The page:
More Fear Mongering from the Center for Biological Diversity
The Center for Biological Diversity (CBD), the radical anti-energy activist group and litigation factory that fills its coffers by scaring people into believing false information about oil and gas development, has released a new “report” which continues an almost perfect record of getting the facts wrong.
Entitled “Dirty Dozen: The 12 Most Commonly Used Air Toxics in Unconventional Oil Development in the Los Angeles Basin,” it purports to demonstrate, using operators’ disclosures under South Coast Air Quality Management District (SCAQMD) regulations, that “extreme” oil and gas development techniques in Southern California uses chemicals that pose a threat to public health and that they should be banned. CBD’s conclusion is no surprise, given the group’s ideological opposition to job-creating energy development.
It is also not a surprise that the CBD is absolutely wrong on the facts, given that the group is proudly anti-science. Its goal is simply to scare people and to engage in, as it says, “psychological warfare.”
But while the CBD doesn’t care about science, Southern Californians concerned with the safety of their air and water absolutely should care about it, so let’s look at the facts.
First, of course, there is nothing “extreme” about well stimulation and completion techniques like hydraulic fracturing (“fracking”), acidization or gravel packing. These are well understood and highly regulated technologies that scientists, state and federal regulators agree are fundamentally safe. Second, operators have not been “forced” to publicly disclose chemicals. They have been doing it voluntarily for years and additional regulations soon to be released by the Division of Oil, Gas and Geothermal Resources will make this disclosure mandatory, something the industry supports.
Happily for those in Southern California concerned with the impact of oil and gas development on air, there has been very recent research on air quality in Los Angeles specifically related to hydraulic fracturing and gravel packing, and the news is good.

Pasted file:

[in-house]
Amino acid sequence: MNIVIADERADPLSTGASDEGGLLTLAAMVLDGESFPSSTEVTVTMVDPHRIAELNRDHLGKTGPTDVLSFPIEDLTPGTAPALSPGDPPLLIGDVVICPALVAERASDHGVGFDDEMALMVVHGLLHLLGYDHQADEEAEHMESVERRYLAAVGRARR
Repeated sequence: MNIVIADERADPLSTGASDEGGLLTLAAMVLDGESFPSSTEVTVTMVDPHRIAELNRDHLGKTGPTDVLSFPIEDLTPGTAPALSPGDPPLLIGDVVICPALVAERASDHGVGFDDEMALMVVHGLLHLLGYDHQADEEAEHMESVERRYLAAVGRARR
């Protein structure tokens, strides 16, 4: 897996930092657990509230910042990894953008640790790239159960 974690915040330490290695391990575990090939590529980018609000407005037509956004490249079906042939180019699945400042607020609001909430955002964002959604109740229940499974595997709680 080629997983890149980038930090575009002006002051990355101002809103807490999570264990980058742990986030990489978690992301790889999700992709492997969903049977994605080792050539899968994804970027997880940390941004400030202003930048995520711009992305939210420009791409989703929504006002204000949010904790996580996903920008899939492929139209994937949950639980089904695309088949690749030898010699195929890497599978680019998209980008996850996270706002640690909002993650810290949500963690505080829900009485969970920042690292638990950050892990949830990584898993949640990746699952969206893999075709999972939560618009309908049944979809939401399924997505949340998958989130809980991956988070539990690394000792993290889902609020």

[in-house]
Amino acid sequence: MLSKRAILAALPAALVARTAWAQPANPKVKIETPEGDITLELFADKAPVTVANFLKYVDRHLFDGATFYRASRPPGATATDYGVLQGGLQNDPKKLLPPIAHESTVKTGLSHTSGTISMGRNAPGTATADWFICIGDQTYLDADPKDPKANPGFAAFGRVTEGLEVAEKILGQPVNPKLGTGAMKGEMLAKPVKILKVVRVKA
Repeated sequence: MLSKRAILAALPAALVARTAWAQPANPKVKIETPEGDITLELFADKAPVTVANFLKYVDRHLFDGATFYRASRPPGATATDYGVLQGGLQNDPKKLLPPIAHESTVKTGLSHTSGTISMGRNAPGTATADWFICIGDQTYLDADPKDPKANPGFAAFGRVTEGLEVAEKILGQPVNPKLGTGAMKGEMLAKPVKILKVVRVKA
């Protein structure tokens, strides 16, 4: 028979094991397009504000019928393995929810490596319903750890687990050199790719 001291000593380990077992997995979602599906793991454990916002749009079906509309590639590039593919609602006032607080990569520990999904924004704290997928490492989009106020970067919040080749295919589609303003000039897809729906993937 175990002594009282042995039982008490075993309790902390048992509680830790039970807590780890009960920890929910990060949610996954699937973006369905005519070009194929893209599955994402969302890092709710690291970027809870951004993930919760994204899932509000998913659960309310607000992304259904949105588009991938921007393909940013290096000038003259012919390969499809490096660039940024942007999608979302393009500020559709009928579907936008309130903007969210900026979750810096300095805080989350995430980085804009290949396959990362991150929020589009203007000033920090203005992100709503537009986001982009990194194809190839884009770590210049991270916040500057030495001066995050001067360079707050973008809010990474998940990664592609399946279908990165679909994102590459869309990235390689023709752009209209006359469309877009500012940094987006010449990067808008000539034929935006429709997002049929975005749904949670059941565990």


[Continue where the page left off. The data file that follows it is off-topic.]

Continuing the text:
In October 2012, Cardno ENTRIX published a comprehensive study of the Inglewood Oil Field near Culver City at the behest of Los Angeles County as part of a legal settlement. The study examined the environmental impacts of two high-volume hydraulic fracturing operations across nine areas about which the public has expressed concern, including groundwater, well integrity, subsidence, induced seismicity (earthquakes), noise and community health. The study found no adverse environmental impacts from the hydraulic fracturing operations.
On air emissions associated with high-volume hydraulic fracturing specifically, the report found that they were within standards set by the regional air quality regulations of the SCAQMD. So much for CBD’s claim that the public is being exposed to dangerous chemicals.
As EID’s Steve Everley has recently pointed out, extremist anti-hydraulic fracturing activists have jumped headfirst into science-denial in their increasingly shrill and over-the-top claims about the public health impacts of shale development.
The CBD is no different in its “report,” recklessly throwing around words and phrases like “human carcinogen,” “mutagen,” or “linked to liver cancer” simply to generate fear with no acknowledgment that the use of certain publicly disclosed chemicals during oil and gas operations is a state-permitted, highly regulated activity, and no acknowledgment of the overwhelming scientific evidence that has led regulators to declare hydraulic fracturing fundamentally safe.
By now, the abuse of science by radical activists or, in the case of the CBD, an outright disregard for it, is no longer a surprise. Generating irrational fear about public health is the latest page in the radical anti-energy activist playbook. While this makes a perverse kind of sense, given the CBD’s disdain for science, Californians deserve better than to be pawns in the group’s psychological battle with regulators and with the truth.